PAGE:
I have this job, partly because it is more lucrative than burger-flipping, but mostly because I have a passion for helping people reach their potential, for furthering understanding, for making others THINK. If those aren't Pagan ideals, I don't know what is.

    "Middle-class" implies an income of about $25k-150k per annum. I fit quite comfortably into that income bracket. Most middle-class American Pagans--like middle-class Americans in general--are "working-class," earning $25k-50k annually.

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  17. Is money good? Is money bad? Is it this? Is it that?
    I wonder if your (perhaps slightly inebriated?)friend knows that if you can't get your head out of either/or thinking your not much of a Witch.
    But then the depths of some peoples' poverty goes well below the financial.

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  18. This is how I see it...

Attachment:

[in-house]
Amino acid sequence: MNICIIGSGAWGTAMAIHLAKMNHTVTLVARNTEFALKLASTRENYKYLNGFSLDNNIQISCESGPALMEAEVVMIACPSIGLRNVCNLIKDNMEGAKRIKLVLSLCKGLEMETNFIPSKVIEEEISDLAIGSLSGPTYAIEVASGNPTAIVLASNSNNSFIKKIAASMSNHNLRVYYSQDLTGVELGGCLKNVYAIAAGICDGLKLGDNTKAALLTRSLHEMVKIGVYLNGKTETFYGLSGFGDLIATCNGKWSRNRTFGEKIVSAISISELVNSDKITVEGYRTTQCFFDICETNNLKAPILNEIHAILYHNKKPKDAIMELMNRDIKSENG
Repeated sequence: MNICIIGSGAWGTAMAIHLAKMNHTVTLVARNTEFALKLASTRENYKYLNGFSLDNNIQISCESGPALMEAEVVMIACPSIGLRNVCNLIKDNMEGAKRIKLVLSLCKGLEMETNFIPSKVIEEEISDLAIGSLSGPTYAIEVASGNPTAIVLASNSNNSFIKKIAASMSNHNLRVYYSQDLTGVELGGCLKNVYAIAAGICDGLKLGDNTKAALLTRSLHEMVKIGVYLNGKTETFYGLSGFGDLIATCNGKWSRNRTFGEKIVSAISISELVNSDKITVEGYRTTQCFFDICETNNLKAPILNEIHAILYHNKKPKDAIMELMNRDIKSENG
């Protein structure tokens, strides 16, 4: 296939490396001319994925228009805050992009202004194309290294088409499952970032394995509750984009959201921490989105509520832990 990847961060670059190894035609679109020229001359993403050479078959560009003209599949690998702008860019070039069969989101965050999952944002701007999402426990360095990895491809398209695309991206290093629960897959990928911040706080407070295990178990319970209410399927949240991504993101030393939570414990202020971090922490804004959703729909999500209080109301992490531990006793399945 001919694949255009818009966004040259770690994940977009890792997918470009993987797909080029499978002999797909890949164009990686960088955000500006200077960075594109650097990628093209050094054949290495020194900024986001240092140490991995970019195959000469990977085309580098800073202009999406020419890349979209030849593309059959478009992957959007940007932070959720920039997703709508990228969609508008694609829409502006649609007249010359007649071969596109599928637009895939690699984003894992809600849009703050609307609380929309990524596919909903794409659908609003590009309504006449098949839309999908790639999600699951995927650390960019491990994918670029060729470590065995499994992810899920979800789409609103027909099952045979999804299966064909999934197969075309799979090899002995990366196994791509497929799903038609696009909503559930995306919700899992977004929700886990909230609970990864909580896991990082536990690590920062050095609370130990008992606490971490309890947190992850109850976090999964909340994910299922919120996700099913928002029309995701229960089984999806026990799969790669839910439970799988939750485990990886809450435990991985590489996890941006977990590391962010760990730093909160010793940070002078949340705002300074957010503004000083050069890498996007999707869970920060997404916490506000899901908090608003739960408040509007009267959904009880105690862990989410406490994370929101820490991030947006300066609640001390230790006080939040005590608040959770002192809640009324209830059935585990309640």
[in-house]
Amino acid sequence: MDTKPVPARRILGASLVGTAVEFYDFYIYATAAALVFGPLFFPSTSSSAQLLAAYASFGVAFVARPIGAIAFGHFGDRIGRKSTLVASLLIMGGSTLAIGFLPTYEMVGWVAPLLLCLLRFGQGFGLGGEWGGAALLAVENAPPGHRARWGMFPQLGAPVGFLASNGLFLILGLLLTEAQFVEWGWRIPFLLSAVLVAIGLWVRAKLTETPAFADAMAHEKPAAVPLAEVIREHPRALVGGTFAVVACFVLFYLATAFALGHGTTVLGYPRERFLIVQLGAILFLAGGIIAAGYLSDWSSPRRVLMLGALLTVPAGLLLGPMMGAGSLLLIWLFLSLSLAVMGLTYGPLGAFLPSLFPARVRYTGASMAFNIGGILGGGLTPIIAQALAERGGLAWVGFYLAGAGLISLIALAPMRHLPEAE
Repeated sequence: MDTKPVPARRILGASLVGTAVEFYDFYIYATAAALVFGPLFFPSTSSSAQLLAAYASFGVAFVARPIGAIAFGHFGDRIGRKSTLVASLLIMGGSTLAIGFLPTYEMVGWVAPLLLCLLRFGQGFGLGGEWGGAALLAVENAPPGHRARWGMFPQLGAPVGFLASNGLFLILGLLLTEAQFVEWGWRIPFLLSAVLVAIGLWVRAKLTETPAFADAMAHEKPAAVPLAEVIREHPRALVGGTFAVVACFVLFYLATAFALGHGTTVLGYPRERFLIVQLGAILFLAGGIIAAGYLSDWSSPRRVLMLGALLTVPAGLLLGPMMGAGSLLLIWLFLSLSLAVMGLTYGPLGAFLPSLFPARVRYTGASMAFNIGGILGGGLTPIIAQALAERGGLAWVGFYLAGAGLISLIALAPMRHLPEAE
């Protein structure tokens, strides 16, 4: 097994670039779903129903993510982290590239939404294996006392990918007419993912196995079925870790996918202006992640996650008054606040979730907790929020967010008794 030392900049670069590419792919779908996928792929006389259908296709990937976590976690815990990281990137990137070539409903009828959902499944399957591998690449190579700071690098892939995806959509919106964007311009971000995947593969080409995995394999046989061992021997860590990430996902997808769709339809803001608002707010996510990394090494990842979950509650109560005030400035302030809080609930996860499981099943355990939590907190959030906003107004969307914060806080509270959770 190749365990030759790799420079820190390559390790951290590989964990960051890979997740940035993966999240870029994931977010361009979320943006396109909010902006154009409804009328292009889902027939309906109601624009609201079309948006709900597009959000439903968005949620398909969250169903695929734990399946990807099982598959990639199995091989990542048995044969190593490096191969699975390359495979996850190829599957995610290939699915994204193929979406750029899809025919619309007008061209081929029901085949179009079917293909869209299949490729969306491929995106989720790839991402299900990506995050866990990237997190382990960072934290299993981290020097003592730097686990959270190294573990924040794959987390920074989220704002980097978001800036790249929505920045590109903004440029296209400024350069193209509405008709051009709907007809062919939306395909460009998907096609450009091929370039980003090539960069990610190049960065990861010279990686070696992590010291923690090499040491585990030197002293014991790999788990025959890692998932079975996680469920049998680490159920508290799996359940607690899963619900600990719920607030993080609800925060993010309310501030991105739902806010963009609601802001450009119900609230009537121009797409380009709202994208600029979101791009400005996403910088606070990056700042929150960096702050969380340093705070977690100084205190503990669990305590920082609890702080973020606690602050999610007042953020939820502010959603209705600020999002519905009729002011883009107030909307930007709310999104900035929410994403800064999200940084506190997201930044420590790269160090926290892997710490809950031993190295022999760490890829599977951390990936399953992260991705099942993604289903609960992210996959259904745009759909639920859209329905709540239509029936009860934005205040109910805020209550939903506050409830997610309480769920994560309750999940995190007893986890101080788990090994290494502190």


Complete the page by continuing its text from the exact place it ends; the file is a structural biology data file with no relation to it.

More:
Paganism has something to do with my life. Money has something to do with my life. Money does not have anything to do with why I'm a pagan.

    Money is such a grey area. It's like magic in a way. It's what you do with your money that's important.
    I remember, about a year ago on youtube, a fellow pagan was down and out with little money. Youtuber pagans banded together and sent her care packages and money.

    Having this much money or that much money, wearing that much black and that much crushed velvet does not count as a cornerstone for evaluating the level of pagan-ness in a person.
    You measure them buy their compassion, kindness, love, intelligence...y'know those qualities that can't be bought or faked?

    Being a pagan requires no money. So why does it matter?

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  19. Oh they probably just can't make that kind of money. Or don't know how. No big.

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  20. Oh, wait, I know the problem. They just spent all their money on books: http://scarletimprint.wordpress.com/2010/09/07/tarnish/